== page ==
Mars Express

active Mission
Spacecraft flying over Mars

NASA is participating in a mission of ESA (European Space Agency) and the Italian Space Agency called Mars Express, which has been exploring the atmosphere and surface of Mars from polar orbit since arriving at the Red Planet in 2003. Initially, Mars Express also carried a small lander called Beagle 2, named for the ship in which Charles Darwin set sail to explore uncharted areas of Earth in 1831. The lander was lost on arrival in December 2003.

Type

Orbiter

Launch

June 2, 2003

Target

Mars

Partners

NASA, Italian Space Agency (ASI)

NASA Participation 

In partnership with their European colleagues, U.S. scientists are participating in the scientific instrument teams of the Mars Express mission. NASA's involvement with the mission includes joint development of a radar instrument called the Mars Advanced Radar for Subsurface and Ionospheric Sounding (MARSIS) with the Italian Space Agency.

The specific science objectives for MARSIS are to:

  • Detect, map, and characterize subsurface material discontinuities in the upper crust of Mars, including liquid water-bearing zones, icy layers, and other geologic units and structures
  • Characterize and map the elevation, roughness, and electromagnetic properties of the surface
  • Probe the ionosphere of Mars to characterize the interaction of the atmosphere and the solar wind.

To date, MARSIS has already provided information about features beneath the Martian surface, including buried impact craters, layered deposits, and hints of deep underground water ice.

NASA's involvement also includes coordination of radio relay systems to make sure that different spacecraft operate together; a hardware contribution to the energetic neutral atoms analyzer instrument; and backup tracking support from NASA's Deep Space Network during critical mission phases.

An artist's conception of MARSIS radar pulses.
NASA/JPL-Caltech

Two Radar Sounders Examine South Polar Layered Deposits on Mars

Two complementary radar sounder instruments work together to discover hidden Martian secrets. They are the Mars Advanced Radar for Subsurface and Ionospheric Sounding (MARSIS) on the European Space Agency's Mars Express orbiter and the Shallow Subsurface Radar (SHARAD) on NASA's Mars Reconnaissance Orbiter.

MARSIS was designed to penetrate deep and it has delivered on its promise. This figure shows the base of Mars' south polar layered deposits at the deepest recorded point of 2.3 miles (3.7 kilometers).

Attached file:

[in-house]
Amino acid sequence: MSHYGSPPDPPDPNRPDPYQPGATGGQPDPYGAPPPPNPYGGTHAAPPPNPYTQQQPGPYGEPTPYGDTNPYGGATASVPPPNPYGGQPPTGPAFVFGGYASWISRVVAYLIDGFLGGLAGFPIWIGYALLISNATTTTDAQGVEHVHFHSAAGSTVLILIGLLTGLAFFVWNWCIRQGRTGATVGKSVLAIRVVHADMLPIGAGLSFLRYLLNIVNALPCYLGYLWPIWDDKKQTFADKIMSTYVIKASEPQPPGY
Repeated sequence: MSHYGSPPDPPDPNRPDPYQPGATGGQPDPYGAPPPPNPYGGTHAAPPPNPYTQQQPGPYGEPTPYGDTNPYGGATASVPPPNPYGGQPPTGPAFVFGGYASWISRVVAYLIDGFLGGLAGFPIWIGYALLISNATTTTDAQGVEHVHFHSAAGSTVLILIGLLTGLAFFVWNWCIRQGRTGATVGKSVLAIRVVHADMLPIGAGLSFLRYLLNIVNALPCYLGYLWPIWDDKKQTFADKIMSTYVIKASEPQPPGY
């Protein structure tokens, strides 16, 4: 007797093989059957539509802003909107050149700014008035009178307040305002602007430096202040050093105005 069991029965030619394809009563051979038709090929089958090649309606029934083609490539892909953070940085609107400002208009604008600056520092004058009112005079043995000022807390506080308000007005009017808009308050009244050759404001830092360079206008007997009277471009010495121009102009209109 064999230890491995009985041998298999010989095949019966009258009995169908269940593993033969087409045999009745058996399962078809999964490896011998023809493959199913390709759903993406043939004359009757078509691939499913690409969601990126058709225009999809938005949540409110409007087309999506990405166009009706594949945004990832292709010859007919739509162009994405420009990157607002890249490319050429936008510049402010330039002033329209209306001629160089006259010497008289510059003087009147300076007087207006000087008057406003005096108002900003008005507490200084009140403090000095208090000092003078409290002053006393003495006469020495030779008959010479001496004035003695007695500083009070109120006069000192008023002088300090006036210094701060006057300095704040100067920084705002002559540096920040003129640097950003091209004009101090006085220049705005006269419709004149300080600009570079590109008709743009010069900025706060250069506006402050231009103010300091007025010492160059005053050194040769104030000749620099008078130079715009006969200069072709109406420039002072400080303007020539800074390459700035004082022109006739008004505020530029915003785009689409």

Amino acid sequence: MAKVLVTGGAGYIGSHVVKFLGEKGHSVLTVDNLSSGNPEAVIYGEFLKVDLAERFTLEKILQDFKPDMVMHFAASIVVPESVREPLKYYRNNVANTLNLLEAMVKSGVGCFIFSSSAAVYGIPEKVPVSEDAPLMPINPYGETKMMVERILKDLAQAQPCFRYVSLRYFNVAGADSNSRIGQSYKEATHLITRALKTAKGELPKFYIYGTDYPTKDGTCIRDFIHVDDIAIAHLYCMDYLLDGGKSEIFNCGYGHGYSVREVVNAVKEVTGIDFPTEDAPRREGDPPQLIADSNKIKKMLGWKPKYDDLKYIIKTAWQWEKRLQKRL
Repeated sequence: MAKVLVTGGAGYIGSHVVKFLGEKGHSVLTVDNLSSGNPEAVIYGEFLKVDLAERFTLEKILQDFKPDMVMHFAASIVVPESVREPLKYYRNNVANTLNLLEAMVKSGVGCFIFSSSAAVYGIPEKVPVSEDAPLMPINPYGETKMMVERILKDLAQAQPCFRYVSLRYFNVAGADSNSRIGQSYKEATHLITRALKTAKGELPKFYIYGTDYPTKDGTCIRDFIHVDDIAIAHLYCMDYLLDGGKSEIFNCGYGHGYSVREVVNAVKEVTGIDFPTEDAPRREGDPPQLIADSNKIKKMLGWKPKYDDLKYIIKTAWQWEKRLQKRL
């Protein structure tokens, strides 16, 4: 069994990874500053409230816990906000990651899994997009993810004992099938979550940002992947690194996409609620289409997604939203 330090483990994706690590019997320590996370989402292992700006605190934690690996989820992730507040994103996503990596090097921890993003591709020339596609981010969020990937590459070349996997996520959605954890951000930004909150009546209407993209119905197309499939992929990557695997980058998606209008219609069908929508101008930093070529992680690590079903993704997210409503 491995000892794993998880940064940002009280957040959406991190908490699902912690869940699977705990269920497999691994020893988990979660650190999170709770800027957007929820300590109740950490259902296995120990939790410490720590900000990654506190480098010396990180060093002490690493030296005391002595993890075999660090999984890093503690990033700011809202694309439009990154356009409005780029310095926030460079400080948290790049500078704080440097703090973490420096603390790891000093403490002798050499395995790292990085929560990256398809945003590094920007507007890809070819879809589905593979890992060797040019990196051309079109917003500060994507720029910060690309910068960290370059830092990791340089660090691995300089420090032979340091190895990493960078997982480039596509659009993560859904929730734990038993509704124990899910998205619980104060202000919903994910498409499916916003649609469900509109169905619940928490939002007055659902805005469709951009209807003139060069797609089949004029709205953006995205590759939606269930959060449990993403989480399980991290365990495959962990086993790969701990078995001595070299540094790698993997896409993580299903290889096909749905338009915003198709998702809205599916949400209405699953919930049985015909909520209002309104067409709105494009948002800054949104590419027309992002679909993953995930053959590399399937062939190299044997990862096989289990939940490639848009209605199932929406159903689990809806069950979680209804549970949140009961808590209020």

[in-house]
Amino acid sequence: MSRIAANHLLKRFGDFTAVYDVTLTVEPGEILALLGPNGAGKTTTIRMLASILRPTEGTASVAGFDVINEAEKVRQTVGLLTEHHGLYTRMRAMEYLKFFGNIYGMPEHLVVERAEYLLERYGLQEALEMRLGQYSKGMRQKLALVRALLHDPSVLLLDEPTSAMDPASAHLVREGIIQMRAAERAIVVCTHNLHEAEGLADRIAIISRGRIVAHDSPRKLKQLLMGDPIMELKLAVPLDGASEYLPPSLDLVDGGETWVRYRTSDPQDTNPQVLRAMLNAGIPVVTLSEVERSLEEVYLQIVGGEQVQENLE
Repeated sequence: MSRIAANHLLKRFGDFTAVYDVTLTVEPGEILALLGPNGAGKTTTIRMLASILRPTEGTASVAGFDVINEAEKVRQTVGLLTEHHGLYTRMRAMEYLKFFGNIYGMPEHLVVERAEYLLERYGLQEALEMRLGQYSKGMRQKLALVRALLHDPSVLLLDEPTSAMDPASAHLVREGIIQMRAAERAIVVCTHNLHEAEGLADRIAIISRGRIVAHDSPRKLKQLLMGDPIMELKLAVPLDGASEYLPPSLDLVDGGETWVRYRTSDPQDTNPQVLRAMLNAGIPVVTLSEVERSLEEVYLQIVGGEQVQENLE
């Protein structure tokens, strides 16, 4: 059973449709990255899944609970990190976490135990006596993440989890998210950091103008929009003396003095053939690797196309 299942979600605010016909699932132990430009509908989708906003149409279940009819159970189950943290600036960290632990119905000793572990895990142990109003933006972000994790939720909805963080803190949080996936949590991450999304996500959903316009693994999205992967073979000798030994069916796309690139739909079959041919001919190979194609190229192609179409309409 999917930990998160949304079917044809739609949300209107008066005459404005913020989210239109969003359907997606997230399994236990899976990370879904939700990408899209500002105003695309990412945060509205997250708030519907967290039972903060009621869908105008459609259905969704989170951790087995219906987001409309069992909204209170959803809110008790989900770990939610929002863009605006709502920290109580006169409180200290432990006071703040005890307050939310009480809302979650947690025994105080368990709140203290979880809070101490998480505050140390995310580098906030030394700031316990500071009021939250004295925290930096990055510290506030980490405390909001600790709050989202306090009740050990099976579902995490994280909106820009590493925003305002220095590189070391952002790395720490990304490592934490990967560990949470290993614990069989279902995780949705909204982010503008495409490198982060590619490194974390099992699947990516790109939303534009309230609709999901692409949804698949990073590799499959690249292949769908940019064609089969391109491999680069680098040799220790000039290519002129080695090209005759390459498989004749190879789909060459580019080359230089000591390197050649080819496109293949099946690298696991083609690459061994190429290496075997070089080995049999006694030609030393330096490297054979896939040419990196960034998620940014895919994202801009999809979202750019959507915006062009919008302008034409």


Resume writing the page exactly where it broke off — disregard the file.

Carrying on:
This figure shows the base of Mars' south polar layered deposits at the deepest recorded point of 2.3 miles (3.7 kilometers).
NASA/ESA/JPL-Caltech/University of Rome/Washington University in St. Louis

In contrast, SHARAD was designed as a high-resolution radar for a maximum penetration of 0.6 mile (1 kilometer), so it has difficulty detecting the base of these layered deposits.

MARSIS was funded by NASA and the Italian Space Agency and developed by the University of Rome, Italy, in partnership with NASA's Jet Propulsion Laboratory in Southern California. Italy provided the instrument's digital processing system and integrated the parts. The University of Iowa, Iowa City, built the transmitter for the instrument, JPL, a division of Caltech in Pasadena, built the receiver, and Astro Aerospace, Carpinteria, California, built the antenna. Additional information about Mars Express is at www.esa.int/marsexpress.

SHARAD was provided by the Italian Space Agency (ASI). Its operations are led by the University of Rome and its data are analyzed by a joint U.S.-Italian science team. JPL, a division of Caltech in Pasadena, manages the Mars Reconnaissance Orbiter for the NASA Science Mission Directorate, Washington.

Quick Facts

Launch:  June 2, 2003 UTC

Launch Vehicle: Soyuz-FG/Fregat

Launch Location: Baikonur Cosmodrome, Russia

Orbit Insertion: Dec. 25, 2003

Mission Status: Still Operating

This artist rendering shows the Mars Express spacecraft.
NASA/JPL-Caltech

Science Goal

The overall science goal of the mission is to understand the possibilities for past or present life by conducting a thorough search for liquid water, which is necessary to life as we know it. While liquid water cannot last long on the surface of Mars, some water might be trapped underground where the increase in pressure and temperature could be sufficient to keep it liquid.

Science Objectives

The mission's main objective is to search for subsurface water from orbit. Seven scientific instruments on the orbiting spacecraft have conducted rigorous investigations to help answer fundamental questions about the geology, atmosphere, surface environment, history of water, and potential for life on Mars.

Objectives include:

  • Global surveys of the topography of the Martian surface at  33-foot (10-meter) resolution
  • Mineralogical mapping at 110-yard (100-meter) resolution
  • Characterization of the subsurface to several yards, or kilometers depth
  • Analyses of atmospheric circulation, surface-atmospheric interactions, and interactions between the Martian atmosphere and the space environment
A rectangular slice of tan-colored terrain shows a number of features on Mars: a rippling swath of sand dunes to the left; two notable banks cutting down through the middle of the frame; two steep, semi-circular cliffs in the right-most third of the frame; and smooth terrain to the right. There are signs of layered ground throughout the frame, and the steep cliffs cast dark shadows onto the light orange ground below.
This image from ESA’s Mars Express shows the terrain surrounding Mars’s north pole. It captures the region where vast, rippling sand dunes meet the layers upon layers of dusty ice covering the planet’s pole.
ESA/DLR/FU Berlin
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